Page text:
School holds Lunar New Year celebration after hiatus

A professional dancer throws chocolate coins and lettuce into the crowd as he performs the traditional lion dance.

Annika Skorski

The East Asian Culture Club hosted a Lunar New Year Celebration in the cafeteria Jan. 26. The event offered food stalls serving homemade Chinese food and bubble tea as well as hosting student-run activities including lantern making, calligraphy and trivia.

Thomas Iorio (’24), who organized the event, said the school’s Lunar New Year celebrations had been restricted during the past few years due to the pandemic, so he is thankful to see the community engaged in the celebration again.

“The school has always done the Lunar New Year event but it’s been at a standstill since Covid,” Iorio said. “So, we just thought it would be nice to get the community back involved with the Asian culture.”

Iorio said he planned the event alongside leaders of the East Asian Culture Club and parents from the East Asian Cultures Organization.

World Languages and Cultures Teacher Ting-Chi Li, who teaches AP Chinese, said the Lunar New Year is “the most important traditional festival” in Chinese culture. 

Li said she was glad to attend the Lunar New Year celebration at school, especially since the lack of an official school break makes it challenging to see family and uphold other traditions.

Because I am away from home, [the celebration] is one way to comfort me.”

— World Languages and Cultures Teacher Ting-Chi Li

“It’s not easy to take that much time off,” Li said. “Because I am away from home, [the celebration] is one way to comfort me.”

Maya Hu Dobbert da Cruz (’26), who operated the calligraphy table at the celebration, said this Lunar New Year has special significance for her. She said her mother is traveling to Taiwan to reunite with their family for the first time since the pandemic started.

“It’s really hard,” Hu Dobbert da Cruz said. “We haven’t been to Taiwan for three years and she’s finally going,”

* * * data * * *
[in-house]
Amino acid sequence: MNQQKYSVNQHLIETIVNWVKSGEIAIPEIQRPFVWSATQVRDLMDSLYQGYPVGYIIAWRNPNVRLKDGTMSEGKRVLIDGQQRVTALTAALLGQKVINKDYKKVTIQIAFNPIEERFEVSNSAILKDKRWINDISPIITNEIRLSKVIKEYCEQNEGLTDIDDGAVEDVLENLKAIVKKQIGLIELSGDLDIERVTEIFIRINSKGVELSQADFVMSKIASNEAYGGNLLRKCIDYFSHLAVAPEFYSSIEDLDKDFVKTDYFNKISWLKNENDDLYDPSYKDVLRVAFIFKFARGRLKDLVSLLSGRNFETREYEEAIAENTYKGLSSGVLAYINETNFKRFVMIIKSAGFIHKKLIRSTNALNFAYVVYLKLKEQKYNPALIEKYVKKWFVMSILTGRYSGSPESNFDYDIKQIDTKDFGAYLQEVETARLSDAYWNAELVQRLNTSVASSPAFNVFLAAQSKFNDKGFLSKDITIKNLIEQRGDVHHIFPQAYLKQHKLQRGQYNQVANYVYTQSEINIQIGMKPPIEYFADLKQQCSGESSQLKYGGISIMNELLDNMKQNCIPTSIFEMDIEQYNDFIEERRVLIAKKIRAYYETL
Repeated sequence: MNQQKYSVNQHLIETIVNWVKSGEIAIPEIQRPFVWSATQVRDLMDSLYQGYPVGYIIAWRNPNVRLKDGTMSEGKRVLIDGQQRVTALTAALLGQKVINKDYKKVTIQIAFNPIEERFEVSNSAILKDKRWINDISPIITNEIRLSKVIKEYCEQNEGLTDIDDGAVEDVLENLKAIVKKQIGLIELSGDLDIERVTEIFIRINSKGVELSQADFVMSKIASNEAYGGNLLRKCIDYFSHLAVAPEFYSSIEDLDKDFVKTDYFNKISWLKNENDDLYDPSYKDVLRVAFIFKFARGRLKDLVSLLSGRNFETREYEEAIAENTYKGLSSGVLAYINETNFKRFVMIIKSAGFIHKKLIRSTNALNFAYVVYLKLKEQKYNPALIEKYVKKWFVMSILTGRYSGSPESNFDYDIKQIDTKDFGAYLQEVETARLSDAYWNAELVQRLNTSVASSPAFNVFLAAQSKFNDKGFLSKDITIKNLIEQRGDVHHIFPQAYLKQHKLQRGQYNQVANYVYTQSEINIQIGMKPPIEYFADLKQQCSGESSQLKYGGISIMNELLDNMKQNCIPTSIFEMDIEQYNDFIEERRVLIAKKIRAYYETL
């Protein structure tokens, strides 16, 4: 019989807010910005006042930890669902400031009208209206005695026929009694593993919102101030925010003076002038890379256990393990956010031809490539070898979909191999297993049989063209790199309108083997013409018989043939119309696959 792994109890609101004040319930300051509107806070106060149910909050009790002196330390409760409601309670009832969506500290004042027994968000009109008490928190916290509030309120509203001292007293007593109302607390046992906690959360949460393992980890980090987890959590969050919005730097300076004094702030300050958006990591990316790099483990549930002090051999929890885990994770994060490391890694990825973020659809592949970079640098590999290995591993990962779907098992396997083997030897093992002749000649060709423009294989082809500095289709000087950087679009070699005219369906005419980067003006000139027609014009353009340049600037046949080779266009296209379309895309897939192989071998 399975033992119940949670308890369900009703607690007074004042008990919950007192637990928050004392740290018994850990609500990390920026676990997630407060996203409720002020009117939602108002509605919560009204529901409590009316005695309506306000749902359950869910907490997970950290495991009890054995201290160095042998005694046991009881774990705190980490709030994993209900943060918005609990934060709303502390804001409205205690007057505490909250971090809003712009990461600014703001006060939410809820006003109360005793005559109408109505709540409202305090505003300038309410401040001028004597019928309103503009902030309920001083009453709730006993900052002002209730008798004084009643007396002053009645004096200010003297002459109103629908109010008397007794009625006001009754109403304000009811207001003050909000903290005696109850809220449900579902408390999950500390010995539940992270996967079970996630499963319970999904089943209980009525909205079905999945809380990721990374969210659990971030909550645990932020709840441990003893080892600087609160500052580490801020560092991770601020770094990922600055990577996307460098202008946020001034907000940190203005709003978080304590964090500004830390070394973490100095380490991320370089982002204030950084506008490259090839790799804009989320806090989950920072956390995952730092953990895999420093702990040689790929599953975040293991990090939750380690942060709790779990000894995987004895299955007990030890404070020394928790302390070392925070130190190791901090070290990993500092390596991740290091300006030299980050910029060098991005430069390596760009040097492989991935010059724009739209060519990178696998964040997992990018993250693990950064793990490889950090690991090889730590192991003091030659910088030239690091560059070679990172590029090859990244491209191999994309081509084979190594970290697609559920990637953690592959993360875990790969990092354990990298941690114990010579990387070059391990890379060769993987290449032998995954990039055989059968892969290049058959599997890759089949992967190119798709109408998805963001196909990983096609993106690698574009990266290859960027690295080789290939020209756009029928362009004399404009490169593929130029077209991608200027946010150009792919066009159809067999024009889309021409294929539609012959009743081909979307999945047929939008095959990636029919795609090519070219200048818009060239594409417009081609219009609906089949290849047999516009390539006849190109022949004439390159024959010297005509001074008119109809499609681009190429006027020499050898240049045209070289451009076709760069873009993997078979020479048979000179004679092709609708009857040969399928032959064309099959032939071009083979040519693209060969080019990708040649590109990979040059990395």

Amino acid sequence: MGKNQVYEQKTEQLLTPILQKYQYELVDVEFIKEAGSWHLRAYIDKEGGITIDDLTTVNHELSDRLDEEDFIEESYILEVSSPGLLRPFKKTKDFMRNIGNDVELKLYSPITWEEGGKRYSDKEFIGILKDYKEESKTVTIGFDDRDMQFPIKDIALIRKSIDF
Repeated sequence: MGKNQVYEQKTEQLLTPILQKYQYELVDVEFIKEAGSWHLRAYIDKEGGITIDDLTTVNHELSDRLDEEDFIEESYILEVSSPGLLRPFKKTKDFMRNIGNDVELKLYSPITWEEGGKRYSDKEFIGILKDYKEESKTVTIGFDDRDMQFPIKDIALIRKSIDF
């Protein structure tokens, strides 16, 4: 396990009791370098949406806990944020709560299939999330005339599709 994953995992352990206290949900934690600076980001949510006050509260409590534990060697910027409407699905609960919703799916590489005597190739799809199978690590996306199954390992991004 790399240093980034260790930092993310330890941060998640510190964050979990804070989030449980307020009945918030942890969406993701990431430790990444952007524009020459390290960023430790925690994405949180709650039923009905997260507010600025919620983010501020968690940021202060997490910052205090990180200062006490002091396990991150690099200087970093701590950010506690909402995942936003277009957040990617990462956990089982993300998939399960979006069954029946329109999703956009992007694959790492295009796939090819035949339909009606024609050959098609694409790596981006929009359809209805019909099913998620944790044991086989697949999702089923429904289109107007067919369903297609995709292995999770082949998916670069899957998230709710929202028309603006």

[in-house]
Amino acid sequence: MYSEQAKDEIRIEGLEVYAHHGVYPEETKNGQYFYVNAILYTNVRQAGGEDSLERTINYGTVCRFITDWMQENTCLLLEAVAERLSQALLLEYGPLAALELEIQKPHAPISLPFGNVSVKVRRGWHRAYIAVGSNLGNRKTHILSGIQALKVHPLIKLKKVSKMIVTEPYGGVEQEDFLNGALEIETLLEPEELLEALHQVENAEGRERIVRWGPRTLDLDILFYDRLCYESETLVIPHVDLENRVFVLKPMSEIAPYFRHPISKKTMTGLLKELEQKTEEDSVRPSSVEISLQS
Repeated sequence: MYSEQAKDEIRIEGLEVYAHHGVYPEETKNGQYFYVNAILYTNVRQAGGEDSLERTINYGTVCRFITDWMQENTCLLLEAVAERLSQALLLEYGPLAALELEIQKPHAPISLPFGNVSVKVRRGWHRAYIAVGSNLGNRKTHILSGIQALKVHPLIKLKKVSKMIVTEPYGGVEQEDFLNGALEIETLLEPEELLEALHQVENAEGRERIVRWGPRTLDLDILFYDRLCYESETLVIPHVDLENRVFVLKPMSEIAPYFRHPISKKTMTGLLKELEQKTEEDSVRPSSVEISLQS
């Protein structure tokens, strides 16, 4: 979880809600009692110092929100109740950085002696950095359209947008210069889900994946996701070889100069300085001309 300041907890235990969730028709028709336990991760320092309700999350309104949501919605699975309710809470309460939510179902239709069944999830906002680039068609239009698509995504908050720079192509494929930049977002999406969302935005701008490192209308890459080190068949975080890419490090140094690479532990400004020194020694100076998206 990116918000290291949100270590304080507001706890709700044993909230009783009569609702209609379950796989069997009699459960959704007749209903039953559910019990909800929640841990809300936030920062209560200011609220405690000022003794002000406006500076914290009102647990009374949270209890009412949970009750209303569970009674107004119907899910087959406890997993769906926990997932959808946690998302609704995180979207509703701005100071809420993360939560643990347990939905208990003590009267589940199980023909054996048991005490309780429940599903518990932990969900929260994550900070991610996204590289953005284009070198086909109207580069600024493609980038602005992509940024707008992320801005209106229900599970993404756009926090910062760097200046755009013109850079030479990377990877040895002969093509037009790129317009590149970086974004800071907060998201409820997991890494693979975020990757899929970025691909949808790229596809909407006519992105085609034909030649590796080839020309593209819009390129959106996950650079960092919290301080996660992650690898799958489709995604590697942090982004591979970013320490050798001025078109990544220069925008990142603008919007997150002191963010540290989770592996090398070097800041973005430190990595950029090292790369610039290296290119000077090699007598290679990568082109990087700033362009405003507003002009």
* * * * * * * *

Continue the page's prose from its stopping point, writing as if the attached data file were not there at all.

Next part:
Rowan Hamilton (’26) said her Chinese III class created porcelain art displayed at the celebration. She said the goal was to design the porcelain “to appreciate the art and culture while personalizing it.”

Hamilton said although she does not usually celebrate Chinese New Year, she appreciates learning about its customs and traditions.

“It’s just appreciating the diversity of the culture,” Hamilton said. “It’s really interesting to see how different it is from our New Year and how it brings everyone together. It’s really powerful.”

In order to teach them about the Lunar New Year, Li said she assigns students traditions such as family dinners and cleaning out workspaces instead of homework. Li said she also hopes this helps make up for not having a holiday and the covid travel restrictions that make celebrating difficult.

With the COVID-19 pandemic, Hu Dobbert da Cruz said she was unable to visit family members living in China, and thus appreciates the homemade food that was brought in by families because it is reminiscent of the food she had with her family in Taiwan.

“I haven’t visited for so long,” Hu Dobbert da Cruz said. “I really miss my family there and also their food is so good.”

Prior to the pandemic, billions traveled to their hometowns in China, meaning an influx of people traveled for the Lunar New Year, according to National Geographic.

Li said individuals who still do not travel to see family abroad should use technology to connect with their family members.

“Lunar New Year is a time for you to spend with your family,” Li said. “It’s always challenging because we can only FaceTime and sometimes there is a time difference.”

Li said she hoped the Lunar New Year celebration allowed participants to learn more about Chinese culture and connect with others.

Ultimately, Li said despite the hardships of the pandemic and long-distance communication, Lunar New Year always succeeds in bringing communities together. 

“You may not reunite with your family,” Li said. “But getting together and enjoying something together is the true spirit of the Lunar New Year.”